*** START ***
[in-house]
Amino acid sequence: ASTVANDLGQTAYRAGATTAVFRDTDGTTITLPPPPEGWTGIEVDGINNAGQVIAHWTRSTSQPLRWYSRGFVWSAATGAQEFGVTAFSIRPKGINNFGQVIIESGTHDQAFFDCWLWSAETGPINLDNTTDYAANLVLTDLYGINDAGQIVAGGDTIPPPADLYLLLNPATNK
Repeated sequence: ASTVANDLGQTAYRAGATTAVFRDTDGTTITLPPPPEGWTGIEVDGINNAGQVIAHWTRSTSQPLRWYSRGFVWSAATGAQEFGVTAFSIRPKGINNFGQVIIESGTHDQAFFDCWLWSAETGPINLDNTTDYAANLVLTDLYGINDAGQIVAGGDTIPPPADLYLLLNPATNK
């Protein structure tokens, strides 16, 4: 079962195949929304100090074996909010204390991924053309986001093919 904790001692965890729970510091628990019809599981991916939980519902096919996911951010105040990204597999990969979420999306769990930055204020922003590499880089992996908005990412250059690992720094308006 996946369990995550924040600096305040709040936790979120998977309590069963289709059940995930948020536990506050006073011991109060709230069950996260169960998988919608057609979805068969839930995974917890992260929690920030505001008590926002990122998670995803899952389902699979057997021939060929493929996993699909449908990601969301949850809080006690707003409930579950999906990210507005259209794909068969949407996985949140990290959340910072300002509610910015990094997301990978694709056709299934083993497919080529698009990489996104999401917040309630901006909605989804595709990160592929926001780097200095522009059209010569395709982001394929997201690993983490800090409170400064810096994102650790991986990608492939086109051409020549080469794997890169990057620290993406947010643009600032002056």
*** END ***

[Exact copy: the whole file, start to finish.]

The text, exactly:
[in-house]
Amino acid sequence: ASTVANDLGQTAYRAGATTAVFRDTDGTTITLPPPPEGWTGIEVDGINNAGQVIAHWTRSTSQPLRWYSRGFVWSAATGAQEFGVTAFSIRPKGINNFGQVIIESGTHDQAFFDCWLWSAETGPINLDNTTDYAANLVLTDLYGINDAGQIVAGGDTIPPPADLYLLLNPATNK
Repeated sequence: ASTVANDLGQTAYRAGATTAVFRDTDGTTITLPPPPEGWTGIEVDGINNAGQVIAHWTRSTSQPLRWYSRGFVWSAATGAQEFGVTAFSIRPKGINNFGQVIIESGTHDQAFFDCWLWSAETGPINLDNTTDYAANLVLTDLYGINDAGQIVAGGDTIPPPADLYLLLNPATNK
């Protein structure tokens, strides 16, 4: 079962195949929304100090074996909010204390991924053309986001093919 904790001692965890729970510091628990019809599981991916939980519902096919996911951010105040990204597999990969979420999306769990930055204020922003590499880089992996908005990412250059690992720094308006 996946369990995550924040600096305040709040936790979120998977309590069963289709059940995930948020536990506050006073011991109060709230069950996260169960998988919608057609979805068969839930995974917890992260929690920030505001008590926002990122998670995803899952389902699979057997021939060929493929996993699909449908990601969301949850809080006690707003409930579950999906990210507005259209794909068969949407996985949140990290959340910072300002509610910015990094997301990978694709056709299934083993497919080529698009990489996104999401917040309630901006909605989804595709990160592929926001780097200095522009059209010569395709982001394929997201690993983490800090409170400064810096994102650790991986990608492939086109051409020549080469794997890169990057620290993406947010643009600032002056």